Pissed Off At: Lawrence Mead
My original idea in starting this blog was to have a more constructive outlet than yelling at the newspaper or TV screen for the all-too-frequent times when the prejudice, corruption and/or plain heartlessness I find in the news makes me want to punch someone. Then the Occupy movement started, and I got involved with that, and even though our society’s still plenty fucked up, I became less angry. But today I found myself yelling at the TV screen again.
On this PBS Newshour segment, Lawrence Mead is one of three commentators discussing the problem of poverty in America. He says that poverty is
not primarily due to unemployment or inequality.
Those are concerns that affect the bulk of the population and they affect some poor people. Poverty has grown largely due to economic conditions, but it doesn’t follow that most of poverty is due to the economy. That’s really not true. Most poor adults are outside the economy.
They’re simply detached. And they don’t say that the fact that they’re not working is due to the fact that they can’t find a job. That’s seldom the case. It’s usually other factors in their private lives that make it difficult for them to work. […] Jobs are usually available. The main problem is to mobilize people to actually get up and work regularly.
Or, in short: the poor are poor because they’re too lazy to go out and get a job.
News flash, Mr. Mead: HAVING A JOB IS NOT A TICKET OUT OF POVERTY.
According to the U.S. Census, in 2009:
- *Two-thirds of families living below the federal poverty threshold had at least one working family member. (Source: http://www.census.gov/hhes/www/cpstables/032010/pov/new10_100_01.htm)
- *77% of families living below 200% of the federal poverty threshold had at least one working family member. (Source: http://www.census.gov/hhes/www/cpstables/032010/pov/new10_200_01.htm)
According to the U.S. Bureau of Labor Statistics, the number of people in the workforce 27 weeks or more grew 30 percent from 1987-2009, but the number in the workforce 27 weeks or more living in poverty grew 65.3 percent:
(Source: Bureau of Labor Statistics, Annual Social and Economic Supplement, Current Population Survey. Graphics from What Went Wrong: A Betrayal of the American Dream, a project of the Investigative Reporting Workshop.)
I’m providing the statistics because they show just how horrifying the problem of working poverty has become in the United States. But I already knew from my personal experience that having a job wasn’t a guarantee of anything. I knew this from my experience with contract employment, commission sales jobs, part-time and seasonal work, and jobs where the number of hours available depends on the amount of work available, so you never know from week to week whether you’ll be working full-time, part-time or not at all.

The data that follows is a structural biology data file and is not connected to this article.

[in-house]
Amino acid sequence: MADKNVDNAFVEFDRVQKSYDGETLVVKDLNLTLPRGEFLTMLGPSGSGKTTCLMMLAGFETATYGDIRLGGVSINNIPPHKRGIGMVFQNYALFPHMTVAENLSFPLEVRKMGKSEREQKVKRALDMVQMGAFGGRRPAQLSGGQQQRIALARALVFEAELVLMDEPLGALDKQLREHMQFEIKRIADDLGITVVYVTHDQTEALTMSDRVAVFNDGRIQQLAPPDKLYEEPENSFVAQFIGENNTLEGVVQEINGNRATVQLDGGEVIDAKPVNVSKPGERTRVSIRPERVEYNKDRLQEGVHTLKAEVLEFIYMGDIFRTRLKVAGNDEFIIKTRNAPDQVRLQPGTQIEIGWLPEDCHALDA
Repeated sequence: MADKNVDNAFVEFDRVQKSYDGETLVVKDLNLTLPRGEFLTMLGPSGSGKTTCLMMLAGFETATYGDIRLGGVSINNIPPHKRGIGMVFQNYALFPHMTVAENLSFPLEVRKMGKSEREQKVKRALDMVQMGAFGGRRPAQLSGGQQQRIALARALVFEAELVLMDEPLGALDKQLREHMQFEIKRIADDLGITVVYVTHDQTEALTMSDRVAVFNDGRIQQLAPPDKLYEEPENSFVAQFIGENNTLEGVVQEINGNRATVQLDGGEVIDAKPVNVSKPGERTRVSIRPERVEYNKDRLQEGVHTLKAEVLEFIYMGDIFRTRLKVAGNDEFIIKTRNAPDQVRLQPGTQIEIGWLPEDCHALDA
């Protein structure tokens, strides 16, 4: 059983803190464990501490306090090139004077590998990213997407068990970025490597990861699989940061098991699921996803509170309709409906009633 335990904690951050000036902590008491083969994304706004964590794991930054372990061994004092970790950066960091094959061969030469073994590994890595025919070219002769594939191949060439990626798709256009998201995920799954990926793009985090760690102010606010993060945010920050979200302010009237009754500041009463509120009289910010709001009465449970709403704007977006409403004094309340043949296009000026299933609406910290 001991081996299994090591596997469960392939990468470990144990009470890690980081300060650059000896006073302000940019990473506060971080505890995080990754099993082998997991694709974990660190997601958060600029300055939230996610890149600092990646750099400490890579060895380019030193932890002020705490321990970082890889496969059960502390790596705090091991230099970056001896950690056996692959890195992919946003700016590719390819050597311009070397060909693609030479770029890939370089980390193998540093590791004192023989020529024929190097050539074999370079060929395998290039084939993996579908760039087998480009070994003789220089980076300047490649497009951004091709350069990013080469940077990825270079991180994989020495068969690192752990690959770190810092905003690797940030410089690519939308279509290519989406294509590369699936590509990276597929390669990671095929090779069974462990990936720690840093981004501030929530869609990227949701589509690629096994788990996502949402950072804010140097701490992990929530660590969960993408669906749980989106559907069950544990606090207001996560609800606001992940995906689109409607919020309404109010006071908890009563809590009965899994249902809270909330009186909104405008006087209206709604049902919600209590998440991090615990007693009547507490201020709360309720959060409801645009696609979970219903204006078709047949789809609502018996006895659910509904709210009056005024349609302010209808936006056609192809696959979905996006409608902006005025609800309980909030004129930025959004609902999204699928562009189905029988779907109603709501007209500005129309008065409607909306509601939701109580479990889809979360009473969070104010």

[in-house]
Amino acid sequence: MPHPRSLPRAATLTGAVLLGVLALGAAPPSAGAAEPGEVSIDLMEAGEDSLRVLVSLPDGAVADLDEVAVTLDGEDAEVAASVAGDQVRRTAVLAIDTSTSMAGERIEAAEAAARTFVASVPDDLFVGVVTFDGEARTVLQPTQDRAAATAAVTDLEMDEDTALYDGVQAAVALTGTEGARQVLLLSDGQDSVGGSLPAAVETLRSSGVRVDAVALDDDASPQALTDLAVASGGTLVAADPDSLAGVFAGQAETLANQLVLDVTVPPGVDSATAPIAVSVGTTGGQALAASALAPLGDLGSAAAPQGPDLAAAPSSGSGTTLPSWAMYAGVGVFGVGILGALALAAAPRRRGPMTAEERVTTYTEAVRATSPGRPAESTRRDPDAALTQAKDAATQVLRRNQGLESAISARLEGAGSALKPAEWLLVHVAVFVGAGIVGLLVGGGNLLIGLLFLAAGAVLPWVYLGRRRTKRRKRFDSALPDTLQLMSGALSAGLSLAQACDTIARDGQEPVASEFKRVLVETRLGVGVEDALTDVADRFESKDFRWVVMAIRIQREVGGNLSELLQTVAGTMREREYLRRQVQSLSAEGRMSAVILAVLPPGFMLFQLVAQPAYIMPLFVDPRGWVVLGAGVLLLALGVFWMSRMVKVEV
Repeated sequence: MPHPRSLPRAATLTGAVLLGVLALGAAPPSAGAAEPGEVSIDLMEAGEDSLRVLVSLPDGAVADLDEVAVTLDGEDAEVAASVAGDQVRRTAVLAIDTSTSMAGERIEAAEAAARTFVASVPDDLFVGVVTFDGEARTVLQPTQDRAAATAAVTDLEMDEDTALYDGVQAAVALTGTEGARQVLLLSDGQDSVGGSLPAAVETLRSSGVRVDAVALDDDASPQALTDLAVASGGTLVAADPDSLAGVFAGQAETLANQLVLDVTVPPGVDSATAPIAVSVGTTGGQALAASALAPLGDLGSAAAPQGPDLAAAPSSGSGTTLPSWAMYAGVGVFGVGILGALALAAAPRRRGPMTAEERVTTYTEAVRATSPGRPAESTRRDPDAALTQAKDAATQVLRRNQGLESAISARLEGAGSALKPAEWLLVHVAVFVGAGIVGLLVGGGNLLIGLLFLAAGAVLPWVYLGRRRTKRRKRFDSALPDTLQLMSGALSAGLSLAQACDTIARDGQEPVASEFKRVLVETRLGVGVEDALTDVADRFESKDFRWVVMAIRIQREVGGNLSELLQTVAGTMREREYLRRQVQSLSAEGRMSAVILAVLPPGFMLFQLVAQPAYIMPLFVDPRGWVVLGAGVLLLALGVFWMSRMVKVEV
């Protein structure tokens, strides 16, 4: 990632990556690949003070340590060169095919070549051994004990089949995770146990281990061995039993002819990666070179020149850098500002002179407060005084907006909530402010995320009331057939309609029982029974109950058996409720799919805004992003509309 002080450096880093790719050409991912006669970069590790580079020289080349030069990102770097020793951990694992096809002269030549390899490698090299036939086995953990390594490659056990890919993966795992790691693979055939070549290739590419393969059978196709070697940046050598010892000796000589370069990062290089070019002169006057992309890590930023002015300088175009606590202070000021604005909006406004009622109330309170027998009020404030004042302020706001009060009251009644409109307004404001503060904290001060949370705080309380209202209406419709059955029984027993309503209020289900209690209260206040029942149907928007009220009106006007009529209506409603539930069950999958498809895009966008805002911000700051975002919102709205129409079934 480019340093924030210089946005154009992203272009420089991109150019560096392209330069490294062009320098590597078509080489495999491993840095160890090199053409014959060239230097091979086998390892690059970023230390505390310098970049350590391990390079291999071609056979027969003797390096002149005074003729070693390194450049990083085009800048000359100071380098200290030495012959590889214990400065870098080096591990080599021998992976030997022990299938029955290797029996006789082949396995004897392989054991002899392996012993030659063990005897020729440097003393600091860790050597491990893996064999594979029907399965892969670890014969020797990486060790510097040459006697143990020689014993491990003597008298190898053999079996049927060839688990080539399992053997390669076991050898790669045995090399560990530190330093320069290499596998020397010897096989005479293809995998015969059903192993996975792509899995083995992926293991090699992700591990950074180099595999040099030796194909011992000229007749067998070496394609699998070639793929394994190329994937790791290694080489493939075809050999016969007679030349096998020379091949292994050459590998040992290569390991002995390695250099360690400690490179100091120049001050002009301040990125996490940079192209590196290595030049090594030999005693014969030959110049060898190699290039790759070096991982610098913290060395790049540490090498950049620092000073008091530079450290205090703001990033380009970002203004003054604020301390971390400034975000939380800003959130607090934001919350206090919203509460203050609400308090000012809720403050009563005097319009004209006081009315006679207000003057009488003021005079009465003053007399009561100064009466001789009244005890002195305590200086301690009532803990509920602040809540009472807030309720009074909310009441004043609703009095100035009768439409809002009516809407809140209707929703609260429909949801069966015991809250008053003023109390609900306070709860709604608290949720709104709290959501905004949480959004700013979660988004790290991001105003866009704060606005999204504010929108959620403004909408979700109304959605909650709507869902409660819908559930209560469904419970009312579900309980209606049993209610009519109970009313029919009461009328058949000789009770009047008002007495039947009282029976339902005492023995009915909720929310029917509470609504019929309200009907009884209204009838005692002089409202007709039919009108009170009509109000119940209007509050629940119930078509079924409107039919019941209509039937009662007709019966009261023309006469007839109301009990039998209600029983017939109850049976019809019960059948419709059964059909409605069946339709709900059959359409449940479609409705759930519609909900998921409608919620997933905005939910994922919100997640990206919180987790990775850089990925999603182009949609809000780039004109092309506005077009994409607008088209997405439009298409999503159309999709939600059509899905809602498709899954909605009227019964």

I recognize that not everybody has had the experience of being a member of the working poor, but a guy brought in onto a major news show as an expert on poverty should at least know (and care about) the statistics.
How can PBS let this guy spew this poisonous crap with nobody on the show calling him on it? The other two commentators don’t, including Angela Glover Blackwell, who seemed like someone who’d be able and willing to, given her impressive command of poverty statistics. Maybe they have a setup where they only hear the questions directed towards them, and don’t get to hear what their fellow commentators are saying? But the anchor/moderator doesn’t have that excuse. He could’ve either called Lawrence Mead on his BS or asked Angela Glover Blackwell to comment on it, but instead just stayed on the “how much are we talking about poverty” angle rather than, I don’t know, talking about it.
When I looked up who the guy was–PBS had just introduced him as an NYU professor–it all made sense. Lawrence Mead is one of the main architects of “welfare reform” or “workfare” policy, whose entire premise is that the poor are lazy schmucks, and which seeks to solve this problem by forcing welfare recipients into jobs. Whether these jobs are viable paths into the middle class or dead-end, low-wage McJobs does not seem to concern most advocates of welfare reform.
The most thorough examination of the results of his policies that I’ve been able to find is “Welfare Reform and Intergenerational Mobility”, a review of more than 100 studies of welfare reform commissioned by the Pew Charitable Trusts’ Economic Mobility Project. Its conclusion was that the program’s results were mixed, helping some single mothers while pushing others even deeper into poverty. And the policies that increased household income were the ones that allowed mothers to remain eligible for welfare while working.
Which means that the kind of jobs people get through welfare reform are not enough to push them out of poverty on their own.
But the guy who literally wrote the book on welfare reform would have us believe poor people just need to “get up and work”.
Lawrence Mead’s contact info at NYU is here. I encourage everybody to email him at email@example.com with these or other statistics about the working poor, and accounts of personal experience with poverty if applicable. I know it’s hard to restrain this impulse, but don’t send him any curse words or death threats. If you go to NYU, I encourage you to protest this asshole any additional way you can think of.